Only the first pattern is considered a cascara and a palito. The rest of the patterns are strictly palito. However, we will greatly expand on the cascara in a later section.

Palito and Cascara #1

Cymbals: 1,5,7,11,15|1,5,9,11,15

Snare Rumba: 1,7,15|5,9

Snare Son: 1,7,13|5,9

Palito #2

Cymbals: 1,5,7,11,15|1,5,9,13

Snare: 1,7,15|5,9

Palito #3

Cymbals: 1,5,7,11,15|3,5,9,11,15

Snare: 1,7,15|5,9

Any of these patterns can be flipped like we flipped the 3-2 to 2-3 so that they match the flipped clave beat. Try experimenting with which feel you like better.


The mambo is a very lively dance with a lot of syncopation. This is traditionally played on a bell known as a mambo bell hence why they are known as bell patterns. Keeping with our references back to the clave pattern, the mambo patterns will use a son clave. These patterns are also played on the timbales but we will worry about adding the timbale sound later. Examine the following beats and get to know them...

Mambo #1

Cymbals: 1,5,9,11,13,15|3,5,7,9,13,15

Snare: 5,9|1,7,13

Mambo #2

Cymbals: 3,5,7,9,13,15|1,5,11,15

Snare: 1,7,13|5,9

Mambo #3

Cymbals: 3,7,11,15|1,5,9,11,15

Snare: 1,7,13|5,9

You may have noticed that the first pattern is 2-3 son the rest are 3-2 son. Most often the first beat is played in the 2-3 style but again it can be flipped whenever; same goes for the other mambo patterns. The mambo tends to have bit more syncopation which helps give it that drive and energy.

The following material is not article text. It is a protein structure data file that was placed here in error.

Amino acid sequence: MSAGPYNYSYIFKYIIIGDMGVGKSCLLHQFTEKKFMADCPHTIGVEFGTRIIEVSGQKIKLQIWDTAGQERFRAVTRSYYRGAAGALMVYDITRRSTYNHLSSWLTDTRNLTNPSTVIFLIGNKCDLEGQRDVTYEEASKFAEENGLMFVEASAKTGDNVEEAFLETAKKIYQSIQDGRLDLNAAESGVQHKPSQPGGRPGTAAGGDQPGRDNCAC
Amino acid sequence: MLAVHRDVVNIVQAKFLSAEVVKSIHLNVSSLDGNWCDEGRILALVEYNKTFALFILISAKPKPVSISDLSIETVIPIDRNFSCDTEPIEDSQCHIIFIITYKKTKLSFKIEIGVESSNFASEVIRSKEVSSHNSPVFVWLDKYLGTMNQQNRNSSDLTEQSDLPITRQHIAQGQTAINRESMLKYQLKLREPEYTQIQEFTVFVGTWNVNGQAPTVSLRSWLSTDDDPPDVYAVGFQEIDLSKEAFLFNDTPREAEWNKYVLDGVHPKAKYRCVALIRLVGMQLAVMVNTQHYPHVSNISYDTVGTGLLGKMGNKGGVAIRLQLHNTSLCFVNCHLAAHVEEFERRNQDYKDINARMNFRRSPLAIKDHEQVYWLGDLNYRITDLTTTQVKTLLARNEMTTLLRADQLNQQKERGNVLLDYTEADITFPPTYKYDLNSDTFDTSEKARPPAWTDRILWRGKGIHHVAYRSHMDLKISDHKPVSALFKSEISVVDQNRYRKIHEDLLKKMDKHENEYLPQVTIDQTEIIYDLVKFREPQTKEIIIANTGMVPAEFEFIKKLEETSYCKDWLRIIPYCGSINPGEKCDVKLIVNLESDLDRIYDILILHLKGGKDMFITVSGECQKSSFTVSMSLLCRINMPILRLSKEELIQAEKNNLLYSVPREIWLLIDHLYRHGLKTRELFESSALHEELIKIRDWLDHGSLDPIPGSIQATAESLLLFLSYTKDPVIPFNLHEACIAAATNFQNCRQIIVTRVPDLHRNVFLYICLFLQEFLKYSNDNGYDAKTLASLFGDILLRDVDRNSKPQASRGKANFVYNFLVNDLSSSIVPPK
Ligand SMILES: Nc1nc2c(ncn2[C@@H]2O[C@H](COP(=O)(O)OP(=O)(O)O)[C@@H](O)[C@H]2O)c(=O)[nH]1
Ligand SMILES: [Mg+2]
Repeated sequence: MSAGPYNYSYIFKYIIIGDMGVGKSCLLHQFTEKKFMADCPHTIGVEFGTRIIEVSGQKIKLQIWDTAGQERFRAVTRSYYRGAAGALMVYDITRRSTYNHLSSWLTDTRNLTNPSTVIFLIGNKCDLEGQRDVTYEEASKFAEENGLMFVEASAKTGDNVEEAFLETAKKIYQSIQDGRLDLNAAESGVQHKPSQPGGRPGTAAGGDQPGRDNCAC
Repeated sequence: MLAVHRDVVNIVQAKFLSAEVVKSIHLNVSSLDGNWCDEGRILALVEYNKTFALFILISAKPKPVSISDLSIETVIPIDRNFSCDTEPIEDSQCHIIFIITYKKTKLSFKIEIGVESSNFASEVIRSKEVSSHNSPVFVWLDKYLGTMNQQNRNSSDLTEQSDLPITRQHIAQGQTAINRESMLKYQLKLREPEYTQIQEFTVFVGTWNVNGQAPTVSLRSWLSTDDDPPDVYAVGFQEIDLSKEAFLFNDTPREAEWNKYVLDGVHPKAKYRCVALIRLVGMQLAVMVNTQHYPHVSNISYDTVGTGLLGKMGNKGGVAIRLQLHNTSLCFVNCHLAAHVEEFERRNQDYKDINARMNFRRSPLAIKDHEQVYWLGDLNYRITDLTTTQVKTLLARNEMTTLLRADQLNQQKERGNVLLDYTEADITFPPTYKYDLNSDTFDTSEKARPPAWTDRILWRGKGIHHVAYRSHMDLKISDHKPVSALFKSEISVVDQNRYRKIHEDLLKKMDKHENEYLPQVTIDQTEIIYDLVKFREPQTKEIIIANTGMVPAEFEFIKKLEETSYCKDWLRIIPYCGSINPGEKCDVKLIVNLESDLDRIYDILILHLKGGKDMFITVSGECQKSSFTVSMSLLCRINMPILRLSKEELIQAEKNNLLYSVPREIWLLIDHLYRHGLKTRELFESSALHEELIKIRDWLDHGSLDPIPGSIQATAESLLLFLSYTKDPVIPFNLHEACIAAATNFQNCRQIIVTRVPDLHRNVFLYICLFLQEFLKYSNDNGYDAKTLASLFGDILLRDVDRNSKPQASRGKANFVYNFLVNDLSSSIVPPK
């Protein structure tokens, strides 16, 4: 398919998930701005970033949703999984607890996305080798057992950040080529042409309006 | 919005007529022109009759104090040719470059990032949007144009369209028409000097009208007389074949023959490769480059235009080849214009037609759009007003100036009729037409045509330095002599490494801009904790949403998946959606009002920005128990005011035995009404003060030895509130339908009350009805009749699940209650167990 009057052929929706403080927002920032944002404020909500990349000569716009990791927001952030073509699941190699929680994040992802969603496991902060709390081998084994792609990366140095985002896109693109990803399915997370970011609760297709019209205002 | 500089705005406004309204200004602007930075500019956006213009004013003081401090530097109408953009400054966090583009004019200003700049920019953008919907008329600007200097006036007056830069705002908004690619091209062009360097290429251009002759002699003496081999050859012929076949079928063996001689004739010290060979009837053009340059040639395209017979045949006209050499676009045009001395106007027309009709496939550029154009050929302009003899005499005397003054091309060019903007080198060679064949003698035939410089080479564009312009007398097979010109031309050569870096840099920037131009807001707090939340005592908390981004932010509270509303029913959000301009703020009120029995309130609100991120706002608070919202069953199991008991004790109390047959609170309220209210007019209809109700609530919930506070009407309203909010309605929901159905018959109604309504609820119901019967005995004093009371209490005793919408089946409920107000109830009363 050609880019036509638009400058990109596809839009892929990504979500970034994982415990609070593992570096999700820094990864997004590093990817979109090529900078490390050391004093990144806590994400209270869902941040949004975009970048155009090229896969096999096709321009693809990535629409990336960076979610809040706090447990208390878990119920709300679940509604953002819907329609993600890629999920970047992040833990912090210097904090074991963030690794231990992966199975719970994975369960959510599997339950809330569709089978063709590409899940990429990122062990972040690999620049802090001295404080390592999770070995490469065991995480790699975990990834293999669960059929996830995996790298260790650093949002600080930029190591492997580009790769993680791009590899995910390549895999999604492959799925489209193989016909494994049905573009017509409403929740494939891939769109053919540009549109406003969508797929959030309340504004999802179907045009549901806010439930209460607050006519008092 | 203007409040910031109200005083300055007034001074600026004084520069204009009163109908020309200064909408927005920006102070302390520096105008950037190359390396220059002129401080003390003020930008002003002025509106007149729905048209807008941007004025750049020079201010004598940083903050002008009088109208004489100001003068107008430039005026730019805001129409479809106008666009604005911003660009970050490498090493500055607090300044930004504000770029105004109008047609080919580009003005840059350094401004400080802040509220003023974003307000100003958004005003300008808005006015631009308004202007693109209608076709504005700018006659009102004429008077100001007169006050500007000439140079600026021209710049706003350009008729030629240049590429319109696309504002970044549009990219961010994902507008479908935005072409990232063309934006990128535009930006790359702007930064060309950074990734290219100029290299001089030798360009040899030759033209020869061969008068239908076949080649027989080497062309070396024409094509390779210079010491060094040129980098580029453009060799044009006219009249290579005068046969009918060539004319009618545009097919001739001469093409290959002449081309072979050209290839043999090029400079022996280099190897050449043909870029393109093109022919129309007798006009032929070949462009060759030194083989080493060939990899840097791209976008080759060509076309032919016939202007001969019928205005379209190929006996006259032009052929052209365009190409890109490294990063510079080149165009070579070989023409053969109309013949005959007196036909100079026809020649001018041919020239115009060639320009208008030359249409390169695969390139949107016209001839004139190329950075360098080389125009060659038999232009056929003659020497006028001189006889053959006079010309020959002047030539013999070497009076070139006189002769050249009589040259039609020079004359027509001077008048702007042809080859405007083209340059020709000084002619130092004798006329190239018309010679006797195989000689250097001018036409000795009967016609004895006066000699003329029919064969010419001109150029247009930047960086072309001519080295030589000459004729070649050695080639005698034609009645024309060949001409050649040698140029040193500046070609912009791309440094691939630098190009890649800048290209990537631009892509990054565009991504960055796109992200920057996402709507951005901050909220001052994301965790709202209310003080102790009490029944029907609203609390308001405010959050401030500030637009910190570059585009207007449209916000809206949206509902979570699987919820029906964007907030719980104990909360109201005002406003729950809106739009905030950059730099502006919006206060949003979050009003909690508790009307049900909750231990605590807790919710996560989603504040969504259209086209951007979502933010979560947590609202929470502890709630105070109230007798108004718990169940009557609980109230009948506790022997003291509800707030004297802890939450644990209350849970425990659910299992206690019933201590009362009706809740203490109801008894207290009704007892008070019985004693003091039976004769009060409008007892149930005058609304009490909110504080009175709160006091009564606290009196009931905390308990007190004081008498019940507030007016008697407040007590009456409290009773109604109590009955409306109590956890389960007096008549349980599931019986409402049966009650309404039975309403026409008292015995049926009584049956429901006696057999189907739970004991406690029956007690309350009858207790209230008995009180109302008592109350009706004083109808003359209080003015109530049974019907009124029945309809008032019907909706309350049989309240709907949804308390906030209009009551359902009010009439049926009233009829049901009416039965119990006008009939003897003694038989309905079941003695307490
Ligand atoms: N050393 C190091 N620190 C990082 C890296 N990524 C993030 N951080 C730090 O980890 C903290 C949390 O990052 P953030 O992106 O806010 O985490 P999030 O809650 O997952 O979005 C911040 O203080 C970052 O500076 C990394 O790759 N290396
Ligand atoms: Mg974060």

The songo is infact our first beat that was designed for the drum set and is not adapted! There is only one pattern that we will concern ourselves with for the songo. However, this pattern will easily lead us into the more advanced section. The cymbal part is traditionally played on the side of the floor tom. Here is the core songo beat...


Cymbals: 1 and 9|1 and 9

Snare: 5,11,15|3,5,11,15

Kick: 7|7

The big change we have here is the addition of the kick drum to our pattern. The kick is essential to this beat and is a great addition to some of our other beats. In the next section we will closer examine this one lonely kick note and how important it really is.


You may have noticed that some of our patterns are very similar but just not quite there. That is what can make Afro-Cuban so tricky! If you are going for a more authentic flavor keep to the beats I have presented to you. However, most of us instead will use these varying ideas and beats together to add a nice Latin flair. In this next section we will advance some of our beats with tom and kick drum additions as well as briefly touching on beats that necessitate toms and kick.